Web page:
3. The economic strategy. This strategy believes that money is the best persuader. This is the approach that assumes people act more or less logically, but that their logic is based on entirely economic motives. But ‘buying people off’ can be costly and the effects short term. The strategy also ignores emotional issues and all questions besides bottom-line profit.
4. The academic strategy. This strategy assumes that if you present people with enough information and the correct facts, they will accept the need to change and how to do it. The academic strategist commissions studies and reports from employees, experts and consultants. ‘Analysis paralysis’ often results because the study phase lasts too long and the results and recommendations are often out of date when they are published.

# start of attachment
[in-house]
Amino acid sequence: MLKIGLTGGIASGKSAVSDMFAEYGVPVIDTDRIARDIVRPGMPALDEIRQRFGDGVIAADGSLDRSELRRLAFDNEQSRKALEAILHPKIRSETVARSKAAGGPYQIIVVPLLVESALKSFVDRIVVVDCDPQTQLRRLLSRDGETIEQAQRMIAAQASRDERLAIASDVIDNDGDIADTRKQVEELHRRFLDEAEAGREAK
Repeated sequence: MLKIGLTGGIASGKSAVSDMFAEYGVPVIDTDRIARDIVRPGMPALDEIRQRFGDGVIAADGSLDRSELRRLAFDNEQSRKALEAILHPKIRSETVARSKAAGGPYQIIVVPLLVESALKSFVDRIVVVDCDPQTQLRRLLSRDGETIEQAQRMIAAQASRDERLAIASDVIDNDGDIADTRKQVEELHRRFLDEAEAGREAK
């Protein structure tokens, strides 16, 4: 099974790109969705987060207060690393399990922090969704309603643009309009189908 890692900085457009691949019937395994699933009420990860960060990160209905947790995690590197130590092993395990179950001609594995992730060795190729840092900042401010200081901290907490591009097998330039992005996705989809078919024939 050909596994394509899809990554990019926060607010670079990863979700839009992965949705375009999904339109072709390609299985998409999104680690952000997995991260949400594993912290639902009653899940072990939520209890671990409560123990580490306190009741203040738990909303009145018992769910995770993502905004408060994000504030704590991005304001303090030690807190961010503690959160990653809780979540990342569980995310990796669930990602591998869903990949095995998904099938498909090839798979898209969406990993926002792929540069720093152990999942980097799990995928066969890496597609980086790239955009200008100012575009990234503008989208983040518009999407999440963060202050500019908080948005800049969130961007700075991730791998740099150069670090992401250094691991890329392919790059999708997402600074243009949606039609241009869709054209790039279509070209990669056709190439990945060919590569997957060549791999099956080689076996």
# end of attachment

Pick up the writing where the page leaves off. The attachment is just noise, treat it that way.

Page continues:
5. The engineering strategy. This technocratic approach assumes that, if the physical nature of a job is changed, enough people will be forced to change. It is a method of re-engineering. Such change can also break up happy and efficient teams. The strategy is limited because only high-level managers can really understand it, it is impersonal and it ignores the question: ‘What is in it for me?’
Culture-change strategists divide on a number of issues. Should you attempt to change the attitudes, beliefs and values or more simply the work-related behaviours of people? Should you use carrot and stick (reward and punishment) or just one or the other for most effect? Should one start the change process at the top or the bottom in organisations? Should one ‘engineer a crisis’ to really get people to come on board?
Academic and practitioner interest in Corporate Culture has continued for half a century. Although somewhat illusive nearly every recognises its role in determining business success and failure.
About the Author
Adrian Furnham is Principal Behaviour Psychologist at Stamford Associates in London. He was Professor of Psychology at University College London 1981 to 2018, and now also Adjunct Professor of Management at the Norwegian School of Management in Oslo. He has written over 1200 scientific papers and 90 books.